Like many other aspects of business, project management has changed enormously over the years. In recent times, the global economic downturn has had an impact on this area, affecting how businesses conduct their projects, manage and resource the people involved within the projects as well the strategies used to ensure a company stays competitive.
Recent research gathered in the Arras People Project Management Confidence Index report suggests that there is a renewed confidence in the industry following the economic downturn, ensuring that the future is looking positive for project managers.
Yet in an arena where business practices are constantly changing, what is the future for project management? This has been a topic of debate by business leaders for some time, and many argue, that despite changes in the way projects are managed, it still has its place in every industry.
Project managers of the future will increasingly spend more time leading projects rather than just managing them. While the term project manager is not likely to disappear any time soon, there will be a shifting tendency towards employing people as project leaders. As well as having the technical and people management abilities, leadership skills will become more important for future project managers.
The rise in social media has had an impact on managing projects, and the tools and techniques used in social communications will be increasingly employed in business projects. As well as using these methods to manage projects, social media will transform how skills are learned. Many trained project managers are making use of virtual learning to keep their skills up to date.
Just a few years ago, project managers had to rely on desktop software to fulfil basic project tasks. The evolution of smart technology has transformed how, when and where project managers can now complete their tasks. They can easily track tasks, create, edit, store and share files using apps and mobile devices on the move, making it much easier to manage projects and communications.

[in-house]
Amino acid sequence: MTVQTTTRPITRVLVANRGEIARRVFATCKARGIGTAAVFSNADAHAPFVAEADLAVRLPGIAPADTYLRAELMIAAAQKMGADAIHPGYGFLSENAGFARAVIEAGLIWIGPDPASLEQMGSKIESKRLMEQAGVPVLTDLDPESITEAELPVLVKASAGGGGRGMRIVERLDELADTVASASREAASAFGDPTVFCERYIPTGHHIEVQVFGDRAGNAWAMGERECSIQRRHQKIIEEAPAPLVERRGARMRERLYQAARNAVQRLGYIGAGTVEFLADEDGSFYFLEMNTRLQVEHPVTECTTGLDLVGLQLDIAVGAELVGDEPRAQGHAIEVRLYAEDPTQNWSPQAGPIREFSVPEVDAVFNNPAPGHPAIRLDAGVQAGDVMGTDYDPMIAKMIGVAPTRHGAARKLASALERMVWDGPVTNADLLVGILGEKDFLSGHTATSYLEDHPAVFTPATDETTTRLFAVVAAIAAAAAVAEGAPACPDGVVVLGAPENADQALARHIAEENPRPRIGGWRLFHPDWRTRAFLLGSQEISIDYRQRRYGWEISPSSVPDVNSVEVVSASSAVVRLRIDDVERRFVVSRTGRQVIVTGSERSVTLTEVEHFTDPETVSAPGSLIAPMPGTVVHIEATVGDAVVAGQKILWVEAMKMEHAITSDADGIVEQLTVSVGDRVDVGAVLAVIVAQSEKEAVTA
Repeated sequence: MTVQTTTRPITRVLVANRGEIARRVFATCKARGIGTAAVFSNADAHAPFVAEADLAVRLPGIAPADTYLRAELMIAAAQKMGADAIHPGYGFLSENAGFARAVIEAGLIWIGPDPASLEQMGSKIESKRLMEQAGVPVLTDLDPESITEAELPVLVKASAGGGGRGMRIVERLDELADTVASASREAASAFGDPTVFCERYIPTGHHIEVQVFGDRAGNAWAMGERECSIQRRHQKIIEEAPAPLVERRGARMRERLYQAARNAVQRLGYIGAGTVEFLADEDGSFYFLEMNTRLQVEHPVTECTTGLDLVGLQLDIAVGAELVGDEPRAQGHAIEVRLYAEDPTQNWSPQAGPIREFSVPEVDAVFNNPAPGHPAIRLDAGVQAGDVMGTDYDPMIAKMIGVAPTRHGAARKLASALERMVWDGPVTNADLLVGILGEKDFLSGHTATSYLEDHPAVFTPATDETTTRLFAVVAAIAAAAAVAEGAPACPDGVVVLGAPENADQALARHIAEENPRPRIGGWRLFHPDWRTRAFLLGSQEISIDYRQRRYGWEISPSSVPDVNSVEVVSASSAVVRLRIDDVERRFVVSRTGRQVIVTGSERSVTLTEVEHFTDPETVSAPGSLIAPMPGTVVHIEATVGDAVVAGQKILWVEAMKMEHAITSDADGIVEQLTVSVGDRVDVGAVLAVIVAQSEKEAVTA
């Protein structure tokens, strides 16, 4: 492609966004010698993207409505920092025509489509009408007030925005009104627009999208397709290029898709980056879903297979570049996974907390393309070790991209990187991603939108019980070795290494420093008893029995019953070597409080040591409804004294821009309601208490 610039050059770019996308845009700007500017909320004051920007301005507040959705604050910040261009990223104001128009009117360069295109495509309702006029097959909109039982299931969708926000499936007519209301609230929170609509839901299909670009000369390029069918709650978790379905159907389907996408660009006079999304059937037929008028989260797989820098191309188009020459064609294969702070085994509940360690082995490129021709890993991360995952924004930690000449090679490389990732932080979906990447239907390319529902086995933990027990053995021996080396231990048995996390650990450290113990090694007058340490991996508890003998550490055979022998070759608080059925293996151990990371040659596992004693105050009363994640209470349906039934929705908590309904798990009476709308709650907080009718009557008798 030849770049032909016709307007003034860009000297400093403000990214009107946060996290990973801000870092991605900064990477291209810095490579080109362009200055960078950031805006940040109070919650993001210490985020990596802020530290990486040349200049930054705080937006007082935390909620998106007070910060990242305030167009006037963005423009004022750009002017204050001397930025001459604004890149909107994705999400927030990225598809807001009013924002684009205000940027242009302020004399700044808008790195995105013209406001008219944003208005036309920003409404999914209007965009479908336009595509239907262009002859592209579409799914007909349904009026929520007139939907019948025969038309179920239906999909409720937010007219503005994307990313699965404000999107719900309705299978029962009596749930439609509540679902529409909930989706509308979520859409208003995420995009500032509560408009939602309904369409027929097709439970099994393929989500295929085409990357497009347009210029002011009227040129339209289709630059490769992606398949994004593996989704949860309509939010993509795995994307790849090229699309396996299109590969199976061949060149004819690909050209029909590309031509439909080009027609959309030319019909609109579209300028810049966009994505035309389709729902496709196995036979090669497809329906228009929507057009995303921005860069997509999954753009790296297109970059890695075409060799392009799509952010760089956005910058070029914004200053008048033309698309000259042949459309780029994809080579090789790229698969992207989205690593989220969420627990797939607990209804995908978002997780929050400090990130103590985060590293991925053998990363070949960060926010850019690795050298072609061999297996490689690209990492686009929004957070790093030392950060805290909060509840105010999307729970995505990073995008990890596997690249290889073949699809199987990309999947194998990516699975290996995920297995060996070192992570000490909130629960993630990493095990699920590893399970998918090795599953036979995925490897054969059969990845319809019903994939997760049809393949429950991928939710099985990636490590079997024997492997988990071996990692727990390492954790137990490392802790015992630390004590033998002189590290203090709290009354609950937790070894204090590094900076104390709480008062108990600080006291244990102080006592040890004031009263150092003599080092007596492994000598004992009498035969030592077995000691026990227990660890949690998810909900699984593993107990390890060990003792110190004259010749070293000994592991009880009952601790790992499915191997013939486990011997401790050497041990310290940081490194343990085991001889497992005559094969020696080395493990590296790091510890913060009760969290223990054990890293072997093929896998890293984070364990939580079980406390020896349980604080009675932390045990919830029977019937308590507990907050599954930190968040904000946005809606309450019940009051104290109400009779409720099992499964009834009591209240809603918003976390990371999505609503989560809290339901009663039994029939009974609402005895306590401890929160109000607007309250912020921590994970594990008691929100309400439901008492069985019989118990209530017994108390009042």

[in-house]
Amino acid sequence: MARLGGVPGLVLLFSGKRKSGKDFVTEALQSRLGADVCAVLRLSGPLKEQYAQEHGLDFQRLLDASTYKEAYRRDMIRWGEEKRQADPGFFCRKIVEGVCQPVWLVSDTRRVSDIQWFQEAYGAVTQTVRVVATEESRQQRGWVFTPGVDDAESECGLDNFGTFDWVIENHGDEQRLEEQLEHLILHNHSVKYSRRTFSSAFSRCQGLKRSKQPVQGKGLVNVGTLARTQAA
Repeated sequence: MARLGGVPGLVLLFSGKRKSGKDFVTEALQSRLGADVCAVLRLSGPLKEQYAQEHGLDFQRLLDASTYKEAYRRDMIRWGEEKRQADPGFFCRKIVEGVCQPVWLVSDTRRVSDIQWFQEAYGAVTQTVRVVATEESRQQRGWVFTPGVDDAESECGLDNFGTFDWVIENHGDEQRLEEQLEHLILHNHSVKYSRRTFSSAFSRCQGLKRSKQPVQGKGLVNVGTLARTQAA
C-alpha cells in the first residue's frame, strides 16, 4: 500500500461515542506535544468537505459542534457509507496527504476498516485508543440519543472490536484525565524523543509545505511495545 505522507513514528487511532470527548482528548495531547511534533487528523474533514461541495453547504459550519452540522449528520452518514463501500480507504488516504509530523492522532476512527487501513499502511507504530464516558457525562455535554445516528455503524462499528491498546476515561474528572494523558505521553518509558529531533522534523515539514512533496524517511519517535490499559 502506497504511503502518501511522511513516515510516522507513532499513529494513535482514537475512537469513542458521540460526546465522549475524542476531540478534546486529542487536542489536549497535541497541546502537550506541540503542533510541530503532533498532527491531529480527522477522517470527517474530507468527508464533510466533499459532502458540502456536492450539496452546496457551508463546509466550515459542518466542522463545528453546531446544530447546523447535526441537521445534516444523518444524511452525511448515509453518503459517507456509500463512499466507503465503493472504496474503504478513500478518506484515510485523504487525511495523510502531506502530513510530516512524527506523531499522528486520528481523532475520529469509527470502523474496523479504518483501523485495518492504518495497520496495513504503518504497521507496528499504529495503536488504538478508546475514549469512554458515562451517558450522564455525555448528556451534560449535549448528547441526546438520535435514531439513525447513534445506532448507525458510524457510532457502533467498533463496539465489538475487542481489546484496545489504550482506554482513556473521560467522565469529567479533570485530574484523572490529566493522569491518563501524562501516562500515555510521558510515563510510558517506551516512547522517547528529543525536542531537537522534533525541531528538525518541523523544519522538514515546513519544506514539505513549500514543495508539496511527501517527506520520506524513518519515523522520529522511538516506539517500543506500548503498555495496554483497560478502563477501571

As with many industries and job areas, the recent economic downturn has seen many people moving in and out of employment. The concept of jobs for life is long gone, and the same is true for anyone embarking on a career as a project manager. Increasing numbers of project managers are turning to freelancing, working on various projects to meet different organisations’ demands. Reports also suggest that employees in this sector are increasingly looking to balance work and life, with flexible hours and remote working becoming ever popular concepts in project management.
Many organisations will increasingly make use of expert specialists such as Milestone UK to help ensure they keep critical projects on target, especially if they are needing to juggle a variety of tasks. Many professionals will continue to make use of a variety of methodologies that can complement each other when managing projects, rather than just use a standalone method.
There will be greater emphasis in requiring project managers to combine both experience with qualifications, and those seeking employment are likely to require a professional qualification such as PRINCE2, PMP or APM PMQ (usually preceded by the Project Fundamentals course and qualification APM PFQ) as a basic requirement.
The management of projects will always have a place in business, and as well as being able to manage projects, managers will need people management skills to ensure effective communications. Increasingly, it will be every employee’s responsibility to possess a range of project management skills, as it becomes an all-encompassing area for every business.